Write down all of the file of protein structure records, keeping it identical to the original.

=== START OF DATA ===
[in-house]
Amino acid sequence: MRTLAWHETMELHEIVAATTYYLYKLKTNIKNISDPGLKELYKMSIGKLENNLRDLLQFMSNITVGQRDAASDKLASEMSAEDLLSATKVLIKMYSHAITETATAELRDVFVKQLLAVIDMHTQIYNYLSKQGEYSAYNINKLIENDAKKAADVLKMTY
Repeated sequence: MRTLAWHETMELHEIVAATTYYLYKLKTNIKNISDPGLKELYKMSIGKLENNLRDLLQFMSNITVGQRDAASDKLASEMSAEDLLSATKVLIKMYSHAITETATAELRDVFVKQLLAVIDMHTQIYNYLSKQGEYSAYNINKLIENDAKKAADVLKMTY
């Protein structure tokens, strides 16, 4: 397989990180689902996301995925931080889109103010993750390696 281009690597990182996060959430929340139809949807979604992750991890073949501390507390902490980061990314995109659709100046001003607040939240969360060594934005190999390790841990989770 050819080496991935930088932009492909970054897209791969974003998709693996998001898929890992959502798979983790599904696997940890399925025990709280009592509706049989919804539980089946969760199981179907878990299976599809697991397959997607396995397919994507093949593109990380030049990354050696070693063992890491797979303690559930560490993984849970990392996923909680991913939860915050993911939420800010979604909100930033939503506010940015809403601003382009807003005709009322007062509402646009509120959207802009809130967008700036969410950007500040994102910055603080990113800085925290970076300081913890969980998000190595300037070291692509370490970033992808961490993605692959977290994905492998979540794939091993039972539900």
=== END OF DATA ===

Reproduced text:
[in-house]
Amino acid sequence: MRTLAWHETMELHEIVAATTYYLYKLKTNIKNISDPGLKELYKMSIGKLENNLRDLLQFMSNITVGQRDAASDKLASEMSAEDLLSATKVLIKMYSHAITETATAELRDVFVKQLLAVIDMHTQIYNYLSKQGEYSAYNINKLIENDAKKAADVLKMTY
Repeated sequence: MRTLAWHETMELHEIVAATTYYLYKLKTNIKNISDPGLKELYKMSIGKLENNLRDLLQFMSNITVGQRDAASDKLASEMSAEDLLSATKVLIKMYSHAITETATAELRDVFVKQLLAVIDMHTQIYNYLSKQGEYSAYNINKLIENDAKKAADVLKMTY
């Protein structure tokens, strides 16, 4: 397989990180689902996301995925931080889109103010993750390696 281009690597990182996060959430929340139809949807979604992750991890073949501390507390902490980061990314995109659709100046001003607040939240969360060594934005190999390790841990989770 050819080496991935930088932009492909970054897209791969974003998709693996998001898929890992959502798979983790599904696997940890399925025990709280009592509706049989919804539980089946969760199981179907878990299976599809697991397959997607396995397919994507093949593109990380030049990354050696070693063992890491797979303690559930560490993984849970990392996923909680991913939860915050993911939420800010979604909100930033939503506010940015809403601003382009807003005709009322007062509402646009509120959207802009809130967008700036969410950007500040994102910055603080990113800085925290970076300081913890969980998000190595300037070291692509370490970033992808961490993605692959977290994905492998979540794939091993039972539900």